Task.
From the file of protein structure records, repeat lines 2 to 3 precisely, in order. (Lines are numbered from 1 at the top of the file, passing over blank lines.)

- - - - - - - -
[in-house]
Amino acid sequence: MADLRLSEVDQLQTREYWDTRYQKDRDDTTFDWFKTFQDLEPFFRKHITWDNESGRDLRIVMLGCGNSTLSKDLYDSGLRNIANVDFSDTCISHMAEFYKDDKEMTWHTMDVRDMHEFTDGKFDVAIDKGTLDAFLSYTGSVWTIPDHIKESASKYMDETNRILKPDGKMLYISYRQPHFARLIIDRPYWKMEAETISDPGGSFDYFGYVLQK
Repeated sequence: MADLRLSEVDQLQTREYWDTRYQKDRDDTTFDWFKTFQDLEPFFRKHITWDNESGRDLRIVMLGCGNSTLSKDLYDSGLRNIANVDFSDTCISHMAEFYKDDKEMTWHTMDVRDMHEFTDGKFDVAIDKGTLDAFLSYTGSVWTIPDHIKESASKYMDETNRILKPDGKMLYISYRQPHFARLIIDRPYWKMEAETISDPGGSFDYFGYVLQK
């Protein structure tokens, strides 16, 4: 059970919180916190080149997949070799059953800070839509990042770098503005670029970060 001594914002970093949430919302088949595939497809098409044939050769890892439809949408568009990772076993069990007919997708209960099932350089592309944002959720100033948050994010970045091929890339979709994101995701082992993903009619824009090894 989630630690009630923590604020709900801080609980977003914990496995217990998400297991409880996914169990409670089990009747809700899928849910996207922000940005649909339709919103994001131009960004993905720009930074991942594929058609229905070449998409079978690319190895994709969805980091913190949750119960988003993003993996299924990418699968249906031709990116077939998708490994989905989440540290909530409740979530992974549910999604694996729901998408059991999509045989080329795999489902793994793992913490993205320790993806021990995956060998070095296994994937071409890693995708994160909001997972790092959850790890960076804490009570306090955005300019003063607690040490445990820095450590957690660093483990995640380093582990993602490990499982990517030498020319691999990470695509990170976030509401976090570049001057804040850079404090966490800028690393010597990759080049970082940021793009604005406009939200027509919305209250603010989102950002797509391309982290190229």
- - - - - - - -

Amino acid sequence: MADLRLSEVDQLQTREYWDTRYQKDRDDTTFDWFKTFQDLEPFFRKHITWDNESGRDLRIVMLGCGNSTLSKDLYDSGLRNIANVDFSDTCISHMAEFYKDDKEMTWHTMDVRDMHEFTDGKFDVAIDKGTLDAFLSYTGSVWTIPDHIKESASKYMDETNRILKPDGKMLYISYRQPHFARLIIDRPYWKMEAETISDPGGSFDYFGYVLQK
Repeated sequence: MADLRLSEVDQLQTREYWDTRYQKDRDDTTFDWFKTFQDLEPFFRKHITWDNESGRDLRIVMLGCGNSTLSKDLYDSGLRNIANVDFSDTCISHMAEFYKDDKEMTWHTMDVRDMHEFTDGKFDVAIDKGTLDAFLSYTGSVWTIPDHIKESASKYMDETNRILKPDGKMLYISYRQPHFARLIIDRPYWKMEAETISDPGGSFDYFGYVLQK